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The Cassini spacecraft’s views from edge-on with the rings are perfect for capturing multiple Saturnian moons grouped closely.
Here Tethys (1,071 kilometers, or 665 miles across), with its enormous crater Odysseus, is partly overexposed near upper right. At left, Epimetheus (116 kilometers, or 72 miles across) hovers above the rings, while Pandora (84 kilometers, or 52 miles across) hangs below.
The image was taken in visible light with the Cassini spacecraft narrow-angle camera on July 2, 2007 at a distance of approximately 2.2 million kilometers (1.4 million miles) from Saturn. Image scale is 12 kilometers (7 miles) per pixel on Tethys, 13 kilometers (8 miles) per pixel on Pandora, and 14 kilometers (9 miles) per pixel on Epimetheus.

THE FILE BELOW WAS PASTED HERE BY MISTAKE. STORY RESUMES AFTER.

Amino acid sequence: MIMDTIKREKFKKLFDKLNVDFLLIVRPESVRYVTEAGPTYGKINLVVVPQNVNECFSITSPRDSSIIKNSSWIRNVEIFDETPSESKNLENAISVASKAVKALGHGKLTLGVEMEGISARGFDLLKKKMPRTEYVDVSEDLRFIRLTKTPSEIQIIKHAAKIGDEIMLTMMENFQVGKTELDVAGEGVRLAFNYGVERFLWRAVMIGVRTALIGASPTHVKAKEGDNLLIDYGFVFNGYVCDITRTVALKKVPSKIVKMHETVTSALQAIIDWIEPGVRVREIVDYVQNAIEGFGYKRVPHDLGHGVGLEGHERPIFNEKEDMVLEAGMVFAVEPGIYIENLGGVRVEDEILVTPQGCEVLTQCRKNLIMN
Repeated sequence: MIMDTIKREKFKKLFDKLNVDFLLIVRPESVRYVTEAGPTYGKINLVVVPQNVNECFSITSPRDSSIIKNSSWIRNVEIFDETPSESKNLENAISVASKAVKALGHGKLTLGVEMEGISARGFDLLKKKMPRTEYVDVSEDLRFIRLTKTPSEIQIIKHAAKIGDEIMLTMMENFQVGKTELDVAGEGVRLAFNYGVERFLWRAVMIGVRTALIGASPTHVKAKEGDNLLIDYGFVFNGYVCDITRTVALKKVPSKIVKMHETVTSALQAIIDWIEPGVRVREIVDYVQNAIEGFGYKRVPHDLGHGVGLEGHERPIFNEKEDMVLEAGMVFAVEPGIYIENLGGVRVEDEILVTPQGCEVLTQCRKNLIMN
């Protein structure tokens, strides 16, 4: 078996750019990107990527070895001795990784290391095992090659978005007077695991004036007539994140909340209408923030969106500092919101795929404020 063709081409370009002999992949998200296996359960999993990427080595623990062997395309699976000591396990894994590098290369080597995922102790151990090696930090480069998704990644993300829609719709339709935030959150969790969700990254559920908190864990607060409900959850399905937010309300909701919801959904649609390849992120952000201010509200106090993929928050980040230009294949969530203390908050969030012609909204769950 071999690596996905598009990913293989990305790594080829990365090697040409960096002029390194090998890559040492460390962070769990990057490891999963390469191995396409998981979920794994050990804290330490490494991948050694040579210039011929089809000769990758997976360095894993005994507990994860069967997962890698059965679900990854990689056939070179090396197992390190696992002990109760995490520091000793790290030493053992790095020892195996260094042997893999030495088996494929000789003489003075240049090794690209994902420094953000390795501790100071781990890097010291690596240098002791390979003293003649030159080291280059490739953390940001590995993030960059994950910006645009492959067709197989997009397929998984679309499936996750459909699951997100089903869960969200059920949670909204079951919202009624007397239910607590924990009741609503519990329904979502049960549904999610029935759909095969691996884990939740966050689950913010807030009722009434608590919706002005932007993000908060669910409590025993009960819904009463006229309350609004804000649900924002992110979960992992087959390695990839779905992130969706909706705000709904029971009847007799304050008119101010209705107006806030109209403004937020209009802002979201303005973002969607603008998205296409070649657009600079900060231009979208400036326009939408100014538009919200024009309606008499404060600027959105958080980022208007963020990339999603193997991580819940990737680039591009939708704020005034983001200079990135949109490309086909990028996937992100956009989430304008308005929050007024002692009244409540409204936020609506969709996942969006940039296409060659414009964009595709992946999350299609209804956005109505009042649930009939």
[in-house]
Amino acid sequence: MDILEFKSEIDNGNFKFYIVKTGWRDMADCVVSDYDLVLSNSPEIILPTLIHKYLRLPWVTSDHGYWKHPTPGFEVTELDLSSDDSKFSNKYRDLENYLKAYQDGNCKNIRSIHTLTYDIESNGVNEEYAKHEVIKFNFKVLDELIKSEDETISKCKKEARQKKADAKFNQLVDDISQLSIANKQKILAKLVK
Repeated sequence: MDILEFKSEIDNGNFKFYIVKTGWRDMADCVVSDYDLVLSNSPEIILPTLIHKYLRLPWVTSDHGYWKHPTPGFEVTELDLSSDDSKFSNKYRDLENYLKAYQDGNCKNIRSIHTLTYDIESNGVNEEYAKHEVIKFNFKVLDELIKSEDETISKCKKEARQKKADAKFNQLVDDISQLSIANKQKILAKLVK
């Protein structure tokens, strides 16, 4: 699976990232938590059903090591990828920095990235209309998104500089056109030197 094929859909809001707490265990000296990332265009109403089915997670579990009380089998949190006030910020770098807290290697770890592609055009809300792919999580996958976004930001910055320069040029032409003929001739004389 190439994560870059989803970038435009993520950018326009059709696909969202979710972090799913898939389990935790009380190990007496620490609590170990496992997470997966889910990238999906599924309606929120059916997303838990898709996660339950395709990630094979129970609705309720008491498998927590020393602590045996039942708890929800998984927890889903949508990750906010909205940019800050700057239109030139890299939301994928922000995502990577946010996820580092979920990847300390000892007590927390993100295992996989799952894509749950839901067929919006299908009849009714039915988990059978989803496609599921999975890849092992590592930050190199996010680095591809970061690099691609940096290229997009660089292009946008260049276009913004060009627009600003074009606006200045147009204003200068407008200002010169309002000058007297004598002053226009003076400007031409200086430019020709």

The Cassini-Huygens mission is a cooperative project of NASA, the European Space Agency and the Italian Space Agency. The Jet Propulsion Laboratory, a division of the California Institute of Technology in Pasadena, manages the mission for NASA’s Science Mission Directorate, Washington, D.C. The Cassini orbiter and its two onboard cameras were designed, developed and assembled at JPL. The imaging operations center is based at the Space Science Institute in Boulder, Colo.
Image Credit: NASA/JPL/Space Science Institute